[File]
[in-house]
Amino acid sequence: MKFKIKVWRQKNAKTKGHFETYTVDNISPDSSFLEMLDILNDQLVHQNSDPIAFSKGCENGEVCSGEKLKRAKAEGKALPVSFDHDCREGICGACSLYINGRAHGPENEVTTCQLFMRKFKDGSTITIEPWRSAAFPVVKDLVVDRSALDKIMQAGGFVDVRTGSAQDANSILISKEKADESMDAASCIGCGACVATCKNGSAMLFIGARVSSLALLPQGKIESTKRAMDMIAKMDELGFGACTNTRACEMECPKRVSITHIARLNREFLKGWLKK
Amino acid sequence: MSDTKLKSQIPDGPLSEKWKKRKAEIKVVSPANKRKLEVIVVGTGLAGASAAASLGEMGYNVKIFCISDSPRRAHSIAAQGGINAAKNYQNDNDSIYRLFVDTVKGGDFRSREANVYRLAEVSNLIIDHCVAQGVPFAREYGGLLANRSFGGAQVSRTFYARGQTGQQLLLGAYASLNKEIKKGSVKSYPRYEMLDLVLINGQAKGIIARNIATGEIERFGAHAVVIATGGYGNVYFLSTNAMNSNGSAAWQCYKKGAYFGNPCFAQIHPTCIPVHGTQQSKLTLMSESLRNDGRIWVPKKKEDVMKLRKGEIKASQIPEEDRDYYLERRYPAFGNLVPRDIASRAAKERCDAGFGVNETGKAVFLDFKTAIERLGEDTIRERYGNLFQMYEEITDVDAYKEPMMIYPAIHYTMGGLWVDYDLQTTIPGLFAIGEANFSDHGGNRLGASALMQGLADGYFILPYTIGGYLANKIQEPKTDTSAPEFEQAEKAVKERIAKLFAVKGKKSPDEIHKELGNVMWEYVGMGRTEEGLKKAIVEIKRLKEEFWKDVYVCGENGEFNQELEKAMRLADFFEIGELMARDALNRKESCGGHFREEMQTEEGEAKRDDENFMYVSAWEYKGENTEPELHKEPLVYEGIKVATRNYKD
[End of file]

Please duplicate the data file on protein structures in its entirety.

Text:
[in-house]
Amino acid sequence: MKFKIKVWRQKNAKTKGHFETYTVDNISPDSSFLEMLDILNDQLVHQNSDPIAFSKGCENGEVCSGEKLKRAKAEGKALPVSFDHDCREGICGACSLYINGRAHGPENEVTTCQLFMRKFKDGSTITIEPWRSAAFPVVKDLVVDRSALDKIMQAGGFVDVRTGSAQDANSILISKEKADESMDAASCIGCGACVATCKNGSAMLFIGARVSSLALLPQGKIESTKRAMDMIAKMDELGFGACTNTRACEMECPKRVSITHIARLNREFLKGWLKK
Amino acid sequence: MSDTKLKSQIPDGPLSEKWKKRKAEIKVVSPANKRKLEVIVVGTGLAGASAAASLGEMGYNVKIFCISDSPRRAHSIAAQGGINAAKNYQNDNDSIYRLFVDTVKGGDFRSREANVYRLAEVSNLIIDHCVAQGVPFAREYGGLLANRSFGGAQVSRTFYARGQTGQQLLLGAYASLNKEIKKGSVKSYPRYEMLDLVLINGQAKGIIARNIATGEIERFGAHAVVIATGGYGNVYFLSTNAMNSNGSAAWQCYKKGAYFGNPCFAQIHPTCIPVHGTQQSKLTLMSESLRNDGRIWVPKKKEDVMKLRKGEIKASQIPEEDRDYYLERRYPAFGNLVPRDIASRAAKERCDAGFGVNETGKAVFLDFKTAIERLGEDTIRERYGNLFQMYEEITDVDAYKEPMMIYPAIHYTMGGLWVDYDLQTTIPGLFAIGEANFSDHGGNRLGASALMQGLADGYFILPYTIGGYLANKIQEPKTDTSAPEFEQAEKAVKERIAKLFAVKGKKSPDEIHKELGNVMWEYVGMGRTEEGLKKAIVEIKRLKEEFWKDVYVCGENGEFNQELEKAMRLADFFEIGELMARDALNRKESCGGHFREEMQTEEGEAKRDDENFMYVSAWEYKGENTEPELHKEPLVYEGIKVATRNYKD